I was pleased to discover, that unlike the DC-16, the Mk216 op rod and piston were easily separated. This was achieved via a slotted key. As the entire assembly rides in a tube above the barrel, there isn’t room for it to fall apart during the firing cycle. It also allowed the charging handle to be easily separated from the BCG. This is a vast improvement over the DC-16! It does require a little finagling to get everything put together in all the right slots, but with a little patience it is doable. As a final touch, the bolt carrier group has the PWS logo etched on the side and is visible with the dust cover down.

Photo by Steve Coulston

ON THE FIRING LINE

Range time is always a blast for me. That being said, this was not going to be a torture or endurance test. I was limited to what ammo I had on hand which was 100 or so rounds. Not a ton of trigger time, I know, but .308 ain’t cheap and I ain’t loaded. My goal was to test for function and accuracy. The first thing I did to the rifle was remove the MBUS BUIS. I have never liked them and I wouldn’t be using them for the test so I deep sixed them. In its place I installed a Leupold ER/T 8.5-25×50 scope with M5 dials with the front focal H-58 Horus Vision reticle. The optic was mounted in a Warne RAMP mount. This mount features 30mm rings and left and right offset mounts for micro red dots. On the right side I mounted an Aimpoint T2 for close up work. I wrote about the T2 in an earlier Guns & Tactics post. I also mounted a Harris bipod to the front of the hand guard. This set up took the rifle from its stock 8 lbs. 10 oz. weight and bumped it up to 11 lbs. 8 oz.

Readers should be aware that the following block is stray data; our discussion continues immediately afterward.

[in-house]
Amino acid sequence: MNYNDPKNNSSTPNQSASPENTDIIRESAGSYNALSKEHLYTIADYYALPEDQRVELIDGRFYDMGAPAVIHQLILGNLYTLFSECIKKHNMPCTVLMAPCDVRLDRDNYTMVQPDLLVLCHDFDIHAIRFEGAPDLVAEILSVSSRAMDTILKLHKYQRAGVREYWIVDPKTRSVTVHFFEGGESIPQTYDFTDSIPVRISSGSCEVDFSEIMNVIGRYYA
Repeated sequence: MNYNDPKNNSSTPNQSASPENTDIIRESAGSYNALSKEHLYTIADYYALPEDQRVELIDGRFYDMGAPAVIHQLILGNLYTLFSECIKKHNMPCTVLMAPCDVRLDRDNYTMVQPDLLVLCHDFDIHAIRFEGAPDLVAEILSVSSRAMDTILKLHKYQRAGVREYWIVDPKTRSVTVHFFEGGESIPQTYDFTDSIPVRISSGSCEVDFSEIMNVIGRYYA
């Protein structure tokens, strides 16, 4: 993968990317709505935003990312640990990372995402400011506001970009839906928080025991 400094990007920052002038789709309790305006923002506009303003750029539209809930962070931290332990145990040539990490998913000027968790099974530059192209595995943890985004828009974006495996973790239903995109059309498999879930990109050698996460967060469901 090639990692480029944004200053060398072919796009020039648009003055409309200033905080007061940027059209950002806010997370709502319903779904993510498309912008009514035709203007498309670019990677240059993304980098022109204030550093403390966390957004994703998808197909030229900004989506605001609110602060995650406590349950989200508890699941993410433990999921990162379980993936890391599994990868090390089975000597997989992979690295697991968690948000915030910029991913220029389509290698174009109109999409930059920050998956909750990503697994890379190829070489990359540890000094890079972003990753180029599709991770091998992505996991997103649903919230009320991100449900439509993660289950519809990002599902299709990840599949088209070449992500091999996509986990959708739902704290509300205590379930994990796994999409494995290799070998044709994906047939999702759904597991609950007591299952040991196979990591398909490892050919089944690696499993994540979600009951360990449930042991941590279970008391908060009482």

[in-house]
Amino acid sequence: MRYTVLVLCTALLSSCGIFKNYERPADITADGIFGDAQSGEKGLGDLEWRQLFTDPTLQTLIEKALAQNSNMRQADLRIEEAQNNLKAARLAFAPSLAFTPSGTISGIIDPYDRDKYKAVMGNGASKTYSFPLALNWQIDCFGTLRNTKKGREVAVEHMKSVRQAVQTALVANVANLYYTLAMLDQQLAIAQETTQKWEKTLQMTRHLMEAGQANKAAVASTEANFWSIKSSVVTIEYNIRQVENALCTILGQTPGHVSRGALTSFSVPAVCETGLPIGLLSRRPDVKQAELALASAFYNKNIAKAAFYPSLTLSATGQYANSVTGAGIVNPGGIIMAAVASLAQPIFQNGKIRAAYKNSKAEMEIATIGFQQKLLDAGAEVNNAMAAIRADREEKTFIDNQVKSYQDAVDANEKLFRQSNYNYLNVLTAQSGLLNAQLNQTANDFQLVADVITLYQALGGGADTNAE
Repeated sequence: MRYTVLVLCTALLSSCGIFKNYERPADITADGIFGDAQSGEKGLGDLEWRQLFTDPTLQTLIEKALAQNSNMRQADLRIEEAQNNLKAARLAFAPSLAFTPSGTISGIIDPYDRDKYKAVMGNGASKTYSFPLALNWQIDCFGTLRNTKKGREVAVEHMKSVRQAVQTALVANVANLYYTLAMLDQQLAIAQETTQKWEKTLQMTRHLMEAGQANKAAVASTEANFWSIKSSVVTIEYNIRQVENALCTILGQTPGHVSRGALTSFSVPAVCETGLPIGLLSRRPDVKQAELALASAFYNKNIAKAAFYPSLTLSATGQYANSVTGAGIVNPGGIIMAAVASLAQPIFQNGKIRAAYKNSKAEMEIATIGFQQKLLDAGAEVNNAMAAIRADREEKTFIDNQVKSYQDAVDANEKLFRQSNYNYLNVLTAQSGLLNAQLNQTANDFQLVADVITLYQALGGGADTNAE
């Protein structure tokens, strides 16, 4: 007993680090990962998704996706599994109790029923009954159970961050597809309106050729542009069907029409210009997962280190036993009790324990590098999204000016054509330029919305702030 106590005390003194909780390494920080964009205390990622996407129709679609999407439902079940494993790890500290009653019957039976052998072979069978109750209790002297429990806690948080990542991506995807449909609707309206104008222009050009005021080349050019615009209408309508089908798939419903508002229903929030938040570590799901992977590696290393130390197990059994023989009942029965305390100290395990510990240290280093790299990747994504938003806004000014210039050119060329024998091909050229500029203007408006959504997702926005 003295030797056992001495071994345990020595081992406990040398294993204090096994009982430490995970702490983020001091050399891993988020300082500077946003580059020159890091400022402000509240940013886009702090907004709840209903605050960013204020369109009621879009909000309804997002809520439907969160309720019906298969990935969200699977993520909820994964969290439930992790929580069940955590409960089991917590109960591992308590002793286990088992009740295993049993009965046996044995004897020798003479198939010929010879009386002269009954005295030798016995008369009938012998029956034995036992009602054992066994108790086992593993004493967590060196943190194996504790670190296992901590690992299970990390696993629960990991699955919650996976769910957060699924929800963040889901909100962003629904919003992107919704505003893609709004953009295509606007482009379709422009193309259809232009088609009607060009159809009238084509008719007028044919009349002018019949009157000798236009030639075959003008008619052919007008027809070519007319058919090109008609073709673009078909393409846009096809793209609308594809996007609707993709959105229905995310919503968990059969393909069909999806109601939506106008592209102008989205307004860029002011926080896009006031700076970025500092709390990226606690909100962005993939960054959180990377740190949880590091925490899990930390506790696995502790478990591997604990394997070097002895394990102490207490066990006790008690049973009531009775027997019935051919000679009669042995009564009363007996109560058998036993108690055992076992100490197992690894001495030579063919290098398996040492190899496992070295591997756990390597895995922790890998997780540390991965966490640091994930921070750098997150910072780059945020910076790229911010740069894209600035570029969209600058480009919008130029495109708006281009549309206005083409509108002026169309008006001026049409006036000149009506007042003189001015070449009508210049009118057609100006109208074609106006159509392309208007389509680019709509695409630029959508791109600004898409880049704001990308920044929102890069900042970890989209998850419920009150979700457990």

Photo by Steve Coulston

Photo by Steve Coulston

Photo by Steve Coulston

Photo by Steve Coulston

Photo by Steve Coulston

Photo by Steve Coulston

During my range time I cycled rounds through the provided Magpul magazine as well as two Lancer System L7 Advanced Warfighter magazines and a 50 round XProducts X25 drum magazine. All magazines fed the rounds just fine, however I did have some issues inserting the XProducts drum into the mag well. For whatever reason I was unable to just insert the drum as normal. It would hit the magazine latch inside the well and stop. I had to depress the magazine release to get the magazine past the catch. After that it seated fine and functioned normally.